ICYMI: Senator Warren WBUR: Overturning The Affordable Care Act Would Be Catastrophic - Especially For People With Disabilities
Washington, DC - United States Senator Elizabeth Warren (D-Mass.) along with Matthew Cortland, a disabled, chronically ill lawyer, policy analyst, and writer based in Massachusetts published an op-ed with WBUR discussing the threat to ending the Affordable Care Act and ripping health care away from 21 million people, including millions of people with disabilities if Republicans ram through a Supreme Court nomination just days before the election.
Key sections below. Read the full op-ed here.
For the 61 million Americans who live with a disability, there's an important date on the calendar this November: November 10, the day the Supreme Court will hear a case about whether to overturn the Affordable Care Act. President Donald Trump and Senate Republicans have picked a Supreme Court nominee whose position is clear: she doesn't like the ACA, or the previous court rulings that upheld it. There is so much at stake.
Before the ACA, the disability community faced critical barriers to high-quality medical care. Health insurers could deny or cancel coverage for people with pre-existing conditions -- including millions of people with disabilities. Insurers regularly imposed "lifetime limits" on their coverage, a gut punch for people with disabilities whose medical needs cost a lot of money. For babies born prematurely and children with disabilities, this sometimes meant hitting their lifetime caps before they were even old enough for school.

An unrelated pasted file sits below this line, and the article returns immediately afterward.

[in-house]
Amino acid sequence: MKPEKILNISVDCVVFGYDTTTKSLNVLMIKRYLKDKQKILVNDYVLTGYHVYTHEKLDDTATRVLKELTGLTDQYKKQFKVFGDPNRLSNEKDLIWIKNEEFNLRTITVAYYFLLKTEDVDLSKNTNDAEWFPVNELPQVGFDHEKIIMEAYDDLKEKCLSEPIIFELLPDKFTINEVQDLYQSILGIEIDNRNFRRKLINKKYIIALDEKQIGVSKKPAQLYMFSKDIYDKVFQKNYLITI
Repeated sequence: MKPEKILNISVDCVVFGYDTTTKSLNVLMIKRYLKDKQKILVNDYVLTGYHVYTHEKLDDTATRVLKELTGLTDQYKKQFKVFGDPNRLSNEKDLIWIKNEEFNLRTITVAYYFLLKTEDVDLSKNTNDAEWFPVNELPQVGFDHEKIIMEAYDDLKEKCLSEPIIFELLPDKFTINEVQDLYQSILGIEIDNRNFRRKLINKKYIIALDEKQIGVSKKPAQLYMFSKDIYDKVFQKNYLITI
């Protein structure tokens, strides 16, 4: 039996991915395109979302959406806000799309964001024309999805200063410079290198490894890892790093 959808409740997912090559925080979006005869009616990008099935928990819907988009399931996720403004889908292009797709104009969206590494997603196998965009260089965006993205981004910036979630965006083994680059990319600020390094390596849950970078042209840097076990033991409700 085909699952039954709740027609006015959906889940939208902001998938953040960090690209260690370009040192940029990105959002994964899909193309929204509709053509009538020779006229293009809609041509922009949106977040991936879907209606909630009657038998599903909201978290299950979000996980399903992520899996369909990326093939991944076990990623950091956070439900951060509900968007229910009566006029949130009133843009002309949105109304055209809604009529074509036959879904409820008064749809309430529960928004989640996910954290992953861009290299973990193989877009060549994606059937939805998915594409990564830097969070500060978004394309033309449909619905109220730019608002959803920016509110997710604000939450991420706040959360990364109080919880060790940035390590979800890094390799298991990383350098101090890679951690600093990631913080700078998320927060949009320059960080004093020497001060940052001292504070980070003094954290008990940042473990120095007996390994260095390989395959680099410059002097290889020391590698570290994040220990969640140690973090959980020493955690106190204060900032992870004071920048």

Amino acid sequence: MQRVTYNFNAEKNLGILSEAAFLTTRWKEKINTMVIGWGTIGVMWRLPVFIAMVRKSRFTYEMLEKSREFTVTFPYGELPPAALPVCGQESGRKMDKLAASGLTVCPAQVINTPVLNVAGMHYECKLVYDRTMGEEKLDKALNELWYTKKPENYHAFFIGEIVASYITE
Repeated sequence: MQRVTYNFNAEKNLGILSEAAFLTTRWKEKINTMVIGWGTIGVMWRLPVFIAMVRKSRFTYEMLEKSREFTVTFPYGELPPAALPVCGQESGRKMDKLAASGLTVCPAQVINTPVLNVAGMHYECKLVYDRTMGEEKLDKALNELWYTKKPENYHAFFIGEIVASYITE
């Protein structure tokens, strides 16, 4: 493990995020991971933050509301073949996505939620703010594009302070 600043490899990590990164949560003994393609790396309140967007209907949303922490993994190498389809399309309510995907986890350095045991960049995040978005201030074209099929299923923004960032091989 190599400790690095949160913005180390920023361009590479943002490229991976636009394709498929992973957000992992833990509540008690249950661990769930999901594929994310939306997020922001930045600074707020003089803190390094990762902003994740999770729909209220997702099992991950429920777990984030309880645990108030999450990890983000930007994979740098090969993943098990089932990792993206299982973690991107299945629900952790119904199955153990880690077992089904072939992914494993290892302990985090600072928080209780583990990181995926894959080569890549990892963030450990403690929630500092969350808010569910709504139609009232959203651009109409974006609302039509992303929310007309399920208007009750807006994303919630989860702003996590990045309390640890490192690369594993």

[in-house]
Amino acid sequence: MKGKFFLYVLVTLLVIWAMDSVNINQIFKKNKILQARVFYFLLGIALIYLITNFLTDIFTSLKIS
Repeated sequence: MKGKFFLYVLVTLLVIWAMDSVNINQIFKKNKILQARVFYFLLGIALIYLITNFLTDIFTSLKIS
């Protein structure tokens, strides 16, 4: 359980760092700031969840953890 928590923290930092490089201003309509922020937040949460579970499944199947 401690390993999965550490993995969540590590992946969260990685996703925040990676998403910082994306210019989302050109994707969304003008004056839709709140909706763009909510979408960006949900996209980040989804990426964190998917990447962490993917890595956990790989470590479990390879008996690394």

The ACA made a lot of progress. It banned the cruel practice of lifetime limits, ensuring that children with disabilities and their families won't have to go bankrupt to get the care they need. It protected people with pre-existing conditions. It ensured that people with disabilities could buy insurance in the Marketplace and expanded the Medicaid program, making it easier to get high-quality, affordable care without leaving the job market. In fact, Medicaid expansion increased employment rates among people with disabilities. And for young people with disabilities, being able to stay on their parents' insurance until the age of 26 means the opportunity to build a career for themselves, without having to worry about whether they will continue to have access to life-saving health care.
All of these guarantees were important before the pandemic, but they are even more essential now. More than 7 million people in the United States have been diagnosed with COVID-19. Many of these survivors may have long-lasting health effects that we are only beginning to understand. In other words, the number of Americans with pre-existing conditions is growing every day. Without the ACA in place, anyone who ever tested positive for COVID-19 could be denied coverage because of a pre-existing condition. At the same time, economic turmoil and social isolation have created a mental health crisis. There has never been a greater need for quality, accessible, affordable mental health care.
With the election just days away, the president, Senate Majority Leader Mitch McConnell, and their enablers are trying to ram through Amy Coney Barrett's nomination before the American people have a chance to make their voice heard. They want her on the bench on November 10 to help accomplish what Republicans have been trying to do since the beginning: end the ACA and rip health care away from 21 million people, including millions of people with disabilities.
But we won't tolerate it. Disabled people are used to uphill battles, and they know how to persist. Together, we're fighting to stop this nomination and to make our voices heard by sharing our stories and voting to protect the health care that people with disabilities -- and all Americans -- deserve.
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